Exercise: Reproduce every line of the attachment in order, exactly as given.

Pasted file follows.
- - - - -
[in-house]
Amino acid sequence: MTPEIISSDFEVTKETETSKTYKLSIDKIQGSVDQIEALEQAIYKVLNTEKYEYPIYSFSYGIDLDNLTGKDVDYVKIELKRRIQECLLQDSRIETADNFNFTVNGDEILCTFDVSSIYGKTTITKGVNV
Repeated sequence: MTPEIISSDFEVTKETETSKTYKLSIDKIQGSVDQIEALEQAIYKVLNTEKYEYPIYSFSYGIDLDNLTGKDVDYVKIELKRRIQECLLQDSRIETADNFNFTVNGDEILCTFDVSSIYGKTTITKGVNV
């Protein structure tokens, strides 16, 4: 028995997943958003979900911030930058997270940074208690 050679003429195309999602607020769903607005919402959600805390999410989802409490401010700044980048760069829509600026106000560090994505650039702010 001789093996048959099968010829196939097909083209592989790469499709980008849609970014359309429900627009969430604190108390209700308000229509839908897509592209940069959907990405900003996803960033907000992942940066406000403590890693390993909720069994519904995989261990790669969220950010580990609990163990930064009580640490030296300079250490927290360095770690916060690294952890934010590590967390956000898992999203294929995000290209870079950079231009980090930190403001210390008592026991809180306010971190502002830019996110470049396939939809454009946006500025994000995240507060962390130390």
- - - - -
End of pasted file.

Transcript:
[in-house]
Amino acid sequence: MTPEIISSDFEVTKETETSKTYKLSIDKIQGSVDQIEALEQAIYKVLNTEKYEYPIYSFSYGIDLDNLTGKDVDYVKIELKRRIQECLLQDSRIETADNFNFTVNGDEILCTFDVSSIYGKTTITKGVNV
Repeated sequence: MTPEIISSDFEVTKETETSKTYKLSIDKIQGSVDQIEALEQAIYKVLNTEKYEYPIYSFSYGIDLDNLTGKDVDYVKIELKRRIQECLLQDSRIETADNFNFTVNGDEILCTFDVSSIYGKTTITKGVNV
């Protein structure tokens, strides 16, 4: 028995997943958003979900911030930058997270940074208690 050679003429195309999602607020769903607005919402959600805390999410989802409490401010700044980048760069829509600026106000560090994505650039702010 001789093996048959099968010829196939097909083209592989790469499709980008849609970014359309429900627009969430604190108390209700308000229509839908897509592209940069959907990405900003996803960033907000992942940066406000403590890693390993909720069994519904995989261990790669969220950010580990609990163990930064009580640490030296300079250490927290360095770690916060690294952890934010590590967390956000898992999203294929995000290209870079950079231009980090930190403001210390008592026991809180306010971190502002830019996110470049396939939809454009946006500025994000995240507060962390130390």